Sunday 22 April 2018

Making it work

The hardest-working room in the house has a feature that really takes a hit. Anna Shelswell-White asks the experts about the countertop materials that can handle the heat

Quartz is the current queen of countertops; Cambria Summerhill in quartz; cometstone.com
Quartz is the current queen of countertops; Cambria Summerhill in quartz; cometstone.com
Bespoke weathered solid oak worktop; andrewryan.ie
Concrete kitchen from the Modern Collection; noeldempsey.com
SALJAN worktop is made from laminate — seen here in black mineral effect; ikea.ie (from €50 for a 186x3.8cm piece)
Ponte Vecchia marble worktops by Kube; kubeinteriors.com (from €800 to €1,000 per linear metre)
Neolith worktop in copper; tilemerchant.ie (prices start from €500 per linear metre)

You've chosen the colour of your cabinetry and the appliances you need - that's half the battle, right? Well, yes and no, these may also be the easiest decisions of the thousands that choosing a new kitchen involves.

Your kitchen countertop sets the tone of the space - and it can be one of your most expensive purchases. There are a multitude of options and finishes available on the market, from wood to laminate to natural stone.

"People tend to choose the colour of their kitchen first and then spend many painstaking hours trying to find a stone to suit the colour of the kitchen they picked," says Ed Mulligan of Comet Stone (cometstone.com). "We always advise you to choose the stone first and then match the paint for the kitchen to the stone."

The good news is that nowadays many paint companies partner with stone manufacturers. Once you're aware of this, matching the shade of your kitchen cabinet to a stone worktop is child's play.

'Trending' is probably a word you don't want to hear when it comes to such a well-thought out and hopefully long-lasting purchase. Yet there are some materials that are more fashionable these days than others.

Top of the list is quartz, an 'engineered' stone that has been crushed and mixed with resin for a more durable finish. "Quartz has been the most popular stone surface for a number of years due to its durability. It is maintenance-free and many quartz brands are now offering a lifetime guarantee," says Ed. "White quartz with grey vein is the most on-trend colour or style, and it's what you see in every kitchen magazine. However, I find that people generally choose something to suit their space, which may not be on trend but will make their kitchen stand out," says Ed.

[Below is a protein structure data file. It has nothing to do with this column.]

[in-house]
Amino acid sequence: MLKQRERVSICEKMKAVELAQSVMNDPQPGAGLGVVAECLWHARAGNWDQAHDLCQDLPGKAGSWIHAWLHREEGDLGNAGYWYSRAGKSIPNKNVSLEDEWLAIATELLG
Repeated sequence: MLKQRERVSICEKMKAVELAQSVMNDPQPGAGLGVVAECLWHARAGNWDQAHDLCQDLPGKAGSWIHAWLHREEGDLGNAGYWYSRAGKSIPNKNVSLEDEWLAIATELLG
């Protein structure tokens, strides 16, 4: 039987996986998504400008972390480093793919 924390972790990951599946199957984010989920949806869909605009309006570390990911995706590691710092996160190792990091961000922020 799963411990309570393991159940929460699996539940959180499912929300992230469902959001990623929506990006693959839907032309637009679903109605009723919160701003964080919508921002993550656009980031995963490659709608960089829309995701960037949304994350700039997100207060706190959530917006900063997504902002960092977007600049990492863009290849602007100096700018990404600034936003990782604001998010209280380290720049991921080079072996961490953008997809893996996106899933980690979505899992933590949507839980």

"Quartz is really popular at the moment as it's more durable than natural stone," agrees Denise O'Connor of Optimise Design (optimise-design.com). But she points out that there are many other good choices.

The new-kid-on-the-block is Pyrolithic stone, which contains no resins, and is made from an engineered mineral that has been processed to look like a non-porous, stain resistant version of marble. It is almost indestructible and so a good option for hardworking areas.

Natural stone worktops such as granite, limestone and marble, in particular, grey-veined Carrara marble, are also popular for their unique patterns and textures.

"While style sets the tone," says Denise, "practicality, durability and price are equally as important." If your budget is generous then quartz may be your best bet, typically prices start from €600 per metre. At the other end of the price scale, laminates - which these days are available in a fantastic selection of styles, including quartz effect - start from €150 per metre.

Whether you want to spend a few hundred euro on a laminate or a few thousand on a material that will last you a lifetime, nothing beats visiting a kitchen showroom to see the various countertops in place.

"There are some amazing laminates that look like quartz - you have to get up close and touch them to realise they're not," says Denise.

However, if you like the aged look, then more porous natural stones and stainless steel may be of interest. "Stainless steel is really popular but you have to put up with the scratching - some people like this look though. It's a flexible material as it can run on to your sinks. Coloured glass is also popular," adds Denise.

In fact, many surfaces need maintenance. "Natural stone countertops would require re-sealing annually to avoid stains or unnecessary ageing of the stone, although some people like a kitchen surface to age, as each stain reminds them of a good night, with usually an interesting story to tell their friends and family for years to come," says Ed.

In terms of more bang for your buck, longevity, as well as little or no maintenance, quartz is the winner. It will give you a work surface that stands the test of time. This hard-wearing engineered mineral is on the top of most renovators' lists, but with the variety available, you're bound to find a worktop that will suit your way of life, style and budget - whether it is quartz, natural stone, glass or laminate.

Sunday Independent

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